Stephanie Hester [13:52]
I had wanted to be a veterinarian, which goes along with all my furry friends. For years, that’s what I thought I wanted do. And I think for me, a lot of that was because that’s where I kind of felt accepted. And we had dogs growing up. And that’s where I felt the most comfortable was with animals. It sounds kind of odd. But you know, animals just give you this kind of unconditional love all the time. And so I think that’s why the whole veterinarian thing got stuck in my head. And but that changed once I realised you have to give shots and take temperatures and I didn’t want to do any of that. stuff, kind of after that realisation. I didn’t know really what I wanted to do until probably the end of high school, maybe going into college. And I at that point, all I knew was I wanted to be in business. But I didn’t know what that meant. You know, I just knew I wanted to go kind of into corporate america and try that avenue. But I again, I didn’t really know what that looked like,
David Ralph [14:59]
will you you’re lonely child it sounds like your your fascination with furry animals in and live animals and anything other than humans? Well, you
Stephanie Hester [15:09]
know, I wouldn’t I had a lot of friends and I had a lot of friends. As long as I could be the boss. You know, I like to, I like to we make up these. I don’t know, whatever strange games kids make up with their imagination. And as long as I could kind of be the boss and be in control. I really enjoyed that. But you know, wasn’t I guess it wasn’t so much that I was lonely. I just was very insecure. And didn’t really interest really I don’t think was really comfortable with myself.
David Ralph [15:40]
But But I said that’s a natural state of it there isn’t it? You know, you when you look back, there’s there’s levels and there’s plateaus you go through and there is the experiences that make it is almost like you’re a statue a big block. And then over the years bits get chipped off, chipped up, tipped off until you actually see what you’re supposed to be.
Stephanie Hester [16:00]
Yeah, yeah, and I am, you know. And looking back, I can see where I was, I was tossed around a lot, just I mean, emotionally, as far as, you know, somebody would say they have an expectation of me, and I’d sway in that direction. Or they would say, you know, somebody say, hey, you’d make a great lawyer. So okay, let me think about law for a little while, or, you know, whatever it was, I was just very, I was very pliable. I think because I was trying to please people, and I was trying to get that approval. And so that’s it wasn’t until adulthood that I could go, Oh, wait a minute. What do I What am I really good at I you know, what is it that I like to do? And what do I want to pursue? And that’s part of over time, where the remarkable woman has come from for me, as I’ve kind of weeded out everybody else’s expectations and kind of gotten to the root of me, as opposed to what I just went along with.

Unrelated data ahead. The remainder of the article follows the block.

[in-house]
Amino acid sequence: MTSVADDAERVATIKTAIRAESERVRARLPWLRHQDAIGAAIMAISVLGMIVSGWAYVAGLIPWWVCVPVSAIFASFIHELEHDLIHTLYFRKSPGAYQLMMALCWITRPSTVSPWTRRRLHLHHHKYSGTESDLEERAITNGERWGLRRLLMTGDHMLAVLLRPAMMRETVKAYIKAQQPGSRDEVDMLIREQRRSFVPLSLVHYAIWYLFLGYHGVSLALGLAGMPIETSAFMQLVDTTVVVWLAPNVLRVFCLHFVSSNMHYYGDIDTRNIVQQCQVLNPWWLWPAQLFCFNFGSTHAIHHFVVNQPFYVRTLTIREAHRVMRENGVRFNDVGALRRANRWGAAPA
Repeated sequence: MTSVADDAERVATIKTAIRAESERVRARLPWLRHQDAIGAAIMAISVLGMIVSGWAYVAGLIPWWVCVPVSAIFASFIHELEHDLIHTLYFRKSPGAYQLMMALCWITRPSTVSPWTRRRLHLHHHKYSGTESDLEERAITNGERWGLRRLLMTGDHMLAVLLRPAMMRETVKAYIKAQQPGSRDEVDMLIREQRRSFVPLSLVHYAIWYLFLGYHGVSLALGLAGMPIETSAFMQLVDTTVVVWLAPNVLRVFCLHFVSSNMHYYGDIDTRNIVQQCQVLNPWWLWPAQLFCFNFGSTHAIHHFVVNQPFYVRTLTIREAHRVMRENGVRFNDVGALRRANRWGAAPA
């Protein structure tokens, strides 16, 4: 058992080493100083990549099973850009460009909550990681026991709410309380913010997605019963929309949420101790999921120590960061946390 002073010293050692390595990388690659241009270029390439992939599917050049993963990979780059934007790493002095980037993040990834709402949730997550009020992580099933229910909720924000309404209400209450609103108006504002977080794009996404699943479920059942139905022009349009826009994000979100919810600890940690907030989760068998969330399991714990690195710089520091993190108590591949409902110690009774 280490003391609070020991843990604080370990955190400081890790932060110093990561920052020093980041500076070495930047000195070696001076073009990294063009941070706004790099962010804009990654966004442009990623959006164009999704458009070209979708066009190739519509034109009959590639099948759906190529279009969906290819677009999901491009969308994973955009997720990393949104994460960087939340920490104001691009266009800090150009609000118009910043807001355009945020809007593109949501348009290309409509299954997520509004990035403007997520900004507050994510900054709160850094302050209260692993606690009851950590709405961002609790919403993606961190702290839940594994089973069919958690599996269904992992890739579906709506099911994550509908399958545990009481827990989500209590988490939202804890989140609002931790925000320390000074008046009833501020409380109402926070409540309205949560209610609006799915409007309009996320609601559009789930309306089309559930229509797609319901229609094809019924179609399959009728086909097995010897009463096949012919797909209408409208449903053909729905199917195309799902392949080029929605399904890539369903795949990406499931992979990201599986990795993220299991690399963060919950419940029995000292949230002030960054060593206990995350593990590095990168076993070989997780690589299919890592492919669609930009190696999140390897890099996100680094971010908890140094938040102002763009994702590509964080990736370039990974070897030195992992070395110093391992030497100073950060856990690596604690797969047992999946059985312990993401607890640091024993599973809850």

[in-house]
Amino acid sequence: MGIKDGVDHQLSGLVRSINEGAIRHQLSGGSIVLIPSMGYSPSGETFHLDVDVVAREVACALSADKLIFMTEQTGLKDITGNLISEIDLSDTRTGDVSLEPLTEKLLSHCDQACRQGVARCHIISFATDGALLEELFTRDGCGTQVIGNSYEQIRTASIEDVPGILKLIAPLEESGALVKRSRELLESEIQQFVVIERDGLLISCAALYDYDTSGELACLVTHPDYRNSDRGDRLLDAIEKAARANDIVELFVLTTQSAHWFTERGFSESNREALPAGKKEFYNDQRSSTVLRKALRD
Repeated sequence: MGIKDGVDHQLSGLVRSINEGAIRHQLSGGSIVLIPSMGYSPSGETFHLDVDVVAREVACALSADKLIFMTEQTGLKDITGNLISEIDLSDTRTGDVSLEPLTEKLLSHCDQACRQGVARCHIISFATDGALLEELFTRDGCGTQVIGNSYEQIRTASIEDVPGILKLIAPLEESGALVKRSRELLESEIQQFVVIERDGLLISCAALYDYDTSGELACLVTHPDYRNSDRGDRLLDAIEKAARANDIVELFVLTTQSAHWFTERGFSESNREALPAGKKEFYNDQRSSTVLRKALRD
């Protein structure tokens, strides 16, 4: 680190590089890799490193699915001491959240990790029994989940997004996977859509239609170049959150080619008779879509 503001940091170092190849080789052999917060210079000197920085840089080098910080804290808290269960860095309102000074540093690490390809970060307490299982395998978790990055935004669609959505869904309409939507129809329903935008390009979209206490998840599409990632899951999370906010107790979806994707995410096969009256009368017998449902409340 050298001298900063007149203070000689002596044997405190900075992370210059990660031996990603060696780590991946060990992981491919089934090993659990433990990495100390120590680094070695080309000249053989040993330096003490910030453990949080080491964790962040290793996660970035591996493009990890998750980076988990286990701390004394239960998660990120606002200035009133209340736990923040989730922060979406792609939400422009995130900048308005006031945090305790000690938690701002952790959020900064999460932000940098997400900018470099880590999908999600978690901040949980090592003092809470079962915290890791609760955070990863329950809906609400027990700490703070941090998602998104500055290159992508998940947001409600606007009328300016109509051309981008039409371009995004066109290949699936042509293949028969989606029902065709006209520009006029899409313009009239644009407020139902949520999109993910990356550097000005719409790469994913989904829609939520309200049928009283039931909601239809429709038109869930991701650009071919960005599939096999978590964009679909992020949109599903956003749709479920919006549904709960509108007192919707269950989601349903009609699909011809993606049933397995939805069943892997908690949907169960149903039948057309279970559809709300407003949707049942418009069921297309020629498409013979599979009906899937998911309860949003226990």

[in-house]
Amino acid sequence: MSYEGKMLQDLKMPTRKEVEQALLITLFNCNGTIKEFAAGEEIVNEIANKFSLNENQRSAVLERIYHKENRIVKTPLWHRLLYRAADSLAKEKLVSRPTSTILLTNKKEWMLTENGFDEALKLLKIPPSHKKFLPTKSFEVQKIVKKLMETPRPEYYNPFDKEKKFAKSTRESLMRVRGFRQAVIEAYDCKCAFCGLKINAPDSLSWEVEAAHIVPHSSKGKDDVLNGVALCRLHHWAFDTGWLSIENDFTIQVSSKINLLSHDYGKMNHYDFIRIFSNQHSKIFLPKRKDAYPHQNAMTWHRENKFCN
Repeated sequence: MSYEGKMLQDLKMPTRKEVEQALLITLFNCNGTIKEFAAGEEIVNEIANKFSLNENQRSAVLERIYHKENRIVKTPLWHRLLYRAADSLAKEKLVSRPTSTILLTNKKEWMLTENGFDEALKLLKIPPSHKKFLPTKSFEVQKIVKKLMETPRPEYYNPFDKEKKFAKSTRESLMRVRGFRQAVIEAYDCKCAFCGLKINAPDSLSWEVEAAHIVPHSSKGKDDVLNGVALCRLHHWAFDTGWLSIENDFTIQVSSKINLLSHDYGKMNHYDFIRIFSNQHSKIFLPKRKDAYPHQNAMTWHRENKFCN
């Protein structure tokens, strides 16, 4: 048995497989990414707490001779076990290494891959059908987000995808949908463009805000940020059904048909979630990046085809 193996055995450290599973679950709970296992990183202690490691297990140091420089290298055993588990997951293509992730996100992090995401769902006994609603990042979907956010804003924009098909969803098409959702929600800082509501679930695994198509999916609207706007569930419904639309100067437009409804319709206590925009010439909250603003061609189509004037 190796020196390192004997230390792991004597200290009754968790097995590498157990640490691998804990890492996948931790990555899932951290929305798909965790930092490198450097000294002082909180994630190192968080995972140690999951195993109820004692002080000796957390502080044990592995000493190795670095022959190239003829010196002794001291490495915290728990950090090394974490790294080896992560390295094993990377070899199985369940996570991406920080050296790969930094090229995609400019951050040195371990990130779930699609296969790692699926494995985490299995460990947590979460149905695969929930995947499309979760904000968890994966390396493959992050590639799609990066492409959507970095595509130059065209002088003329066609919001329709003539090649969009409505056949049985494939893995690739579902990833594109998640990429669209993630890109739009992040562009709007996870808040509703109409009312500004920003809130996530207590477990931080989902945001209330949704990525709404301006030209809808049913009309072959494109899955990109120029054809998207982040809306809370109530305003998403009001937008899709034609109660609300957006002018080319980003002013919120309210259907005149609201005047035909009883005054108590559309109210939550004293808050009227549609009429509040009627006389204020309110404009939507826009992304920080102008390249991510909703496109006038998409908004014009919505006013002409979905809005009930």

David Ralph [16:57]
And how did you do that? Because I know some people, I sat down with a bit of paper and actually gone, who am I? What do I want and actually sort of written it out as statements? How did you actually decide the path that you should be on because I think this is really fascinating for our listeners out there that come to us in droves thousands daily, because they’re having those same dialogues every day, when they’re going on the train, they’re going on the on the bus, whatever. And they’re thinking, oh, there’s going to be more to life and misery is not really what I want to be doing. But they can’t quite actually put it into words or feeling is what they should be doing. So how did you do that?
Stephanie Hester [17:33]
For me, what I did is I went away by myself, I try with at least once a year to take a week away by myself, where I just take whatever I need my laptop, a journal, a pen, paper, whatever. And just spend a week by myself, I usually call my husband when I get to my destination and say, Hey, I’m here. And I’ll call you when I’m headed home. And that’s kind of the only contact I have. Our agreement has always been as the kids were growing up that I trust him to take care of the kids and he trusts me to be safe. And I just go and take this time for me. And one of those trips, I went away with that intention of saying, Okay, what do I want to be when I grow up? You know, I’ve done all these different things. None of them completely resonate with me. I mean, all of them do a little bit. And so I did just what you’re referring to, I sat down with a pad of paper and I started listing out what what am I passionate about? You know, what, what, when I think about doing something, what kind of gets me really excited and kind of gets my engine revved up and what, what did I actually went back to when I was a kid and what did I do as a kid? When I like to play well? How did I play? What did you know? Again, what kind of got me excited? And then I then I also wrote down what things by absolutely not like what do I know about myself, that is not true. You know, I am not good with like, I wouldn’t ever make a good psychologist, for example. Because my, my tolerance, and this is gonna sound really bad. I don’t mean it quite this
David Ralph [19:10]
way. I’m gonna like it already. I just, this is what I’m waiting for.
Stephanie Hester [19:15]